Customers can bring their own lacklustre pieces to the shop in Columbia Rd in London, E2 (Queenie and Ted are in the process of moving shop to Walthamstow Village so check the website for updates), and the items will be transformed into something special that won’t cost the earth, both in terms of price and the environment. ‘People love having a relationship with us as designers and having some input into what their finished garment will look like,’ says Ted. ‘Customers include MPs, gallery owners and some lovely clients from Japan.’

‘Our designs are a bit like our children so we don’t always like to pick a favourite but I have a soft spot for my cockney sparrow motif and Queenie loves making the Frida Kahlo inspired design in particular.’ Because each piece is unique and often fun they appeal to women who are tired of the prescribed fashion found on the high street.

Ted suggests making a collage out of outgrown children’s clothes as a way of remembering the short-lived baby and toddler years. ‘A great way for parents to reuse kids clothes that they’ve grown out of is to patchwork sections of them into some sort of memory collage,’ she says. ‘Even if you don’t sew, fabrics from children’s favourite dresses, trousers and jumpers can be assembled and glued onto a canvas to evoke special recollections of good times that you can all keep for ever.’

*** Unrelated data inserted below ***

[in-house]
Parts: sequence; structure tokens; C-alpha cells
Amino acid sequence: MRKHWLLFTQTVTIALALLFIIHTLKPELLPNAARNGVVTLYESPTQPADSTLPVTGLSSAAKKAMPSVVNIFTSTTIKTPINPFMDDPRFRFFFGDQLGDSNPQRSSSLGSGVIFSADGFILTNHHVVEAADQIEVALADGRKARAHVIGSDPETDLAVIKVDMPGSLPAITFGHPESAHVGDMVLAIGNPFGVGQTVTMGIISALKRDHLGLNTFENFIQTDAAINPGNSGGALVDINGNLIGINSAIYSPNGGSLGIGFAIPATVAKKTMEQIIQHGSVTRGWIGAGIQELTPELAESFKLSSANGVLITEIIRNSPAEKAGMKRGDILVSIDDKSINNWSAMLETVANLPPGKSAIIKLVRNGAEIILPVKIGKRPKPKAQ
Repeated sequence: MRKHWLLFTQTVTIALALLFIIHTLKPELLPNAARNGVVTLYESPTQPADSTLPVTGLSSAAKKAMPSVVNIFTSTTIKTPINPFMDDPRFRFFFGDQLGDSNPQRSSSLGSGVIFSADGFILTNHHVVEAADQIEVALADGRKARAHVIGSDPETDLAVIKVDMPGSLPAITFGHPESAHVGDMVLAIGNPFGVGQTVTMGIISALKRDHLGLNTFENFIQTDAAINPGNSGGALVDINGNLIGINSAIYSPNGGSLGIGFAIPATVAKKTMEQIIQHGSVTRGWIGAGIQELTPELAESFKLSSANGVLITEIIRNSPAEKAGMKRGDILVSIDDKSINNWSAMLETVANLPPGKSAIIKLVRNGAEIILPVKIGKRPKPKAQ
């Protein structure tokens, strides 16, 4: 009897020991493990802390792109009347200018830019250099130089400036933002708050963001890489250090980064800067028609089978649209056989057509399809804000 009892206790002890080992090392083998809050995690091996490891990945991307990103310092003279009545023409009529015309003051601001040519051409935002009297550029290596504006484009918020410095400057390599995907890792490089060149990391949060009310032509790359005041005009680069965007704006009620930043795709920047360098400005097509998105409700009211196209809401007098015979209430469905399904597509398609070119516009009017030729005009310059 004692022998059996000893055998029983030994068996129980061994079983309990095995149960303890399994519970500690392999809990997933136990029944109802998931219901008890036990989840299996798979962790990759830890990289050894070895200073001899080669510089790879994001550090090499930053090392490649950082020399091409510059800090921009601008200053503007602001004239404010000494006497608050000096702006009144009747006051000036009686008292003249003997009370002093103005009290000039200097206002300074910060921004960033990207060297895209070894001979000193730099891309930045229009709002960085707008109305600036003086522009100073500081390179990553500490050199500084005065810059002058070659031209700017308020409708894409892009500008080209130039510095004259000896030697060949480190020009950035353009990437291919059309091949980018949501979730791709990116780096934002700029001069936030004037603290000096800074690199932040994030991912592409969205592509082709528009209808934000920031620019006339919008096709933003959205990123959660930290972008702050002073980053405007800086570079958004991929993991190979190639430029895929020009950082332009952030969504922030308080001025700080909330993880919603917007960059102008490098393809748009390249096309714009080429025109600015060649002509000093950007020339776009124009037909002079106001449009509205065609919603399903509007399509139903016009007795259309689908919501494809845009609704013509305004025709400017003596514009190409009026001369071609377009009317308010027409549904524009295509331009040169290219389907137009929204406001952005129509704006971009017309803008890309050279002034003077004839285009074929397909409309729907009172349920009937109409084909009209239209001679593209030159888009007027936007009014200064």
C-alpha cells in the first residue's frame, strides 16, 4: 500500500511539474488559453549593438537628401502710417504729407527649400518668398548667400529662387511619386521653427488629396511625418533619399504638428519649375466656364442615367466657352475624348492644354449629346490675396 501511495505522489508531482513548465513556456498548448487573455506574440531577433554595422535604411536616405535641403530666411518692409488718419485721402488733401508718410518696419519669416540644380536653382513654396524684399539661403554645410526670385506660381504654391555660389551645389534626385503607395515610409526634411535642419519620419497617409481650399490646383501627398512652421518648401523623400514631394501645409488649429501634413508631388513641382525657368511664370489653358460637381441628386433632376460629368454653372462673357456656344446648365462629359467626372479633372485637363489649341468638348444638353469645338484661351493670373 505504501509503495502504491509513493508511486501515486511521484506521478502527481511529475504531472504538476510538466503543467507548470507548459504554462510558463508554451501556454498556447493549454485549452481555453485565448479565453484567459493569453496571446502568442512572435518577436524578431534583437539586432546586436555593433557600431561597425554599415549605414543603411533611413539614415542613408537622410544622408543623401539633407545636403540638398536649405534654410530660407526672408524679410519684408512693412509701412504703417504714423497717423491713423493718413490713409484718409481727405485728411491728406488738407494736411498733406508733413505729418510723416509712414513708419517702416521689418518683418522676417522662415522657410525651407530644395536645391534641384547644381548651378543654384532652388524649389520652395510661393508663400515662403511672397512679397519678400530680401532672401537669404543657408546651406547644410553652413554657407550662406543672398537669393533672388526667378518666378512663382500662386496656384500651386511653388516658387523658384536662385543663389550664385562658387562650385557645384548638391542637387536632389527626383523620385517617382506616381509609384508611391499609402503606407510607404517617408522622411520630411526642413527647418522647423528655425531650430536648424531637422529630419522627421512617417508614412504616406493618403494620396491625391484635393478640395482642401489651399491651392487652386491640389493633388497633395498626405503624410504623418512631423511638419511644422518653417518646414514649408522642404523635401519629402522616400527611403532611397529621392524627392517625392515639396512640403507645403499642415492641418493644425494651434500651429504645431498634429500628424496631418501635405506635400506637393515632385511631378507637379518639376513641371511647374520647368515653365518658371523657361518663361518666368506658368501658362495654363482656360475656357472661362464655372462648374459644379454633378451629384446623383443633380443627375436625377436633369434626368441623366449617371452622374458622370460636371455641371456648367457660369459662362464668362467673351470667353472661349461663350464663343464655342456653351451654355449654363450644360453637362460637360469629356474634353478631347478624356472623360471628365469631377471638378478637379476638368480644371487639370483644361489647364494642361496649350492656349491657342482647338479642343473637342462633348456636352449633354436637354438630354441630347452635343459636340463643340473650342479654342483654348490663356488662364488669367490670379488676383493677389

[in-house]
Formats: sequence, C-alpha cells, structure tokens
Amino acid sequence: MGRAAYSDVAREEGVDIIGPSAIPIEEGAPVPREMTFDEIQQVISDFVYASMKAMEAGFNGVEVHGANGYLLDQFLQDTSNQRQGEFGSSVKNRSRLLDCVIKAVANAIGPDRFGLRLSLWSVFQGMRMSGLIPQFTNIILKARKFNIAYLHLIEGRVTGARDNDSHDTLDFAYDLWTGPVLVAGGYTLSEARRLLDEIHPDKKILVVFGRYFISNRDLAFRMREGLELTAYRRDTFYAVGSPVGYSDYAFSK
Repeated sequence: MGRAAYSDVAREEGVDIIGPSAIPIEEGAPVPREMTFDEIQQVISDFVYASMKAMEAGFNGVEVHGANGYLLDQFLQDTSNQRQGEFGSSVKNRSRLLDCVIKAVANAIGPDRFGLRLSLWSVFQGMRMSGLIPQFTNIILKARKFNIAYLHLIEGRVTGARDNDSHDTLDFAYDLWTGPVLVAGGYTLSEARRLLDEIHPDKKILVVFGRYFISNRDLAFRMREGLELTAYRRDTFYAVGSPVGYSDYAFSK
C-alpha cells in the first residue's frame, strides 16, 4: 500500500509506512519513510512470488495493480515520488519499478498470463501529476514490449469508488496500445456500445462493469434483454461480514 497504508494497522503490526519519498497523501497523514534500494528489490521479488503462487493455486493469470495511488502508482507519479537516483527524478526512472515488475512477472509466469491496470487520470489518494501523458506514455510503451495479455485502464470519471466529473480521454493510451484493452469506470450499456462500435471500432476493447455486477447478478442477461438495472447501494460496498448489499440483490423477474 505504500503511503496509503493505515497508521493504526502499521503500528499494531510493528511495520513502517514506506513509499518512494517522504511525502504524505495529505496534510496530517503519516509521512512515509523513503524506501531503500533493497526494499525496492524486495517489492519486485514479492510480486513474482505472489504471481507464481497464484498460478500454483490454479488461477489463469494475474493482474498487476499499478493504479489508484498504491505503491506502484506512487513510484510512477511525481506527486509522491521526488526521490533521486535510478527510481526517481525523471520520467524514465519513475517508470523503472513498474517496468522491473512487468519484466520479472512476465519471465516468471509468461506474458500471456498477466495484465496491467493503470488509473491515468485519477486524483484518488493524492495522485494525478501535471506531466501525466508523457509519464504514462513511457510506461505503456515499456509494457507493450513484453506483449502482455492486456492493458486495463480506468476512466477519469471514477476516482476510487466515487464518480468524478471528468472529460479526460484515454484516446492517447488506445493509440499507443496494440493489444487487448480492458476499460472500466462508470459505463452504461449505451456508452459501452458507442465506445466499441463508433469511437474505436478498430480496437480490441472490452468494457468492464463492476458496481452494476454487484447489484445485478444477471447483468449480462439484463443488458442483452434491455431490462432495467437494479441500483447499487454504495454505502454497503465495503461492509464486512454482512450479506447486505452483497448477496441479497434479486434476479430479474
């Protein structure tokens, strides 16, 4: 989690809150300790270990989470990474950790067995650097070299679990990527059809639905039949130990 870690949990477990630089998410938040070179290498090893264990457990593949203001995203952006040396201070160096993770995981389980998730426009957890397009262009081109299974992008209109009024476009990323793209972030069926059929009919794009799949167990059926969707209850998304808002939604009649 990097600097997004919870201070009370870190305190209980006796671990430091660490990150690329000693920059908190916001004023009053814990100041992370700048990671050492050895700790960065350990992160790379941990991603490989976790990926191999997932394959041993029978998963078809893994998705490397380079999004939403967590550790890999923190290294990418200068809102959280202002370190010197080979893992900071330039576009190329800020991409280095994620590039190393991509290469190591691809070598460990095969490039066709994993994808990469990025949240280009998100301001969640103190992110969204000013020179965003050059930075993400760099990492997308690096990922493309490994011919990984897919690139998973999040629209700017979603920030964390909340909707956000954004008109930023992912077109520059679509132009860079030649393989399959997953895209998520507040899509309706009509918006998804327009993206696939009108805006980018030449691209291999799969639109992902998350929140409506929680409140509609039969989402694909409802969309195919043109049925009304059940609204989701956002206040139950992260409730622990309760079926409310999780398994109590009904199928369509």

This approach is even used in the beautiful handcrafted jackets and dresses made for women at Queenie and Ted. ‘We also use bits of old children’s clothing to make decorative patches in our embellished designs,’ explains Ted. ‘A piece of a treasured child’s summers dress, for example, can be patched over a hole on another garment, or can be used to “pimp up” a tired piece of clothing to create something that is one-of-kind and truly personal.’


LEARN Check out for a variety of creative workshops in Stockport, including dressmaking and crafting accessories. In Devon, try and in London, for teens, we love

ENJOY The picture galleries at GetReDressed on Instagram feature a year of wearing only recycled clothing -

READ Growing Up Sew Liberated: Making Handmade Clothes and Projects for your Creative Child by Meg McElwee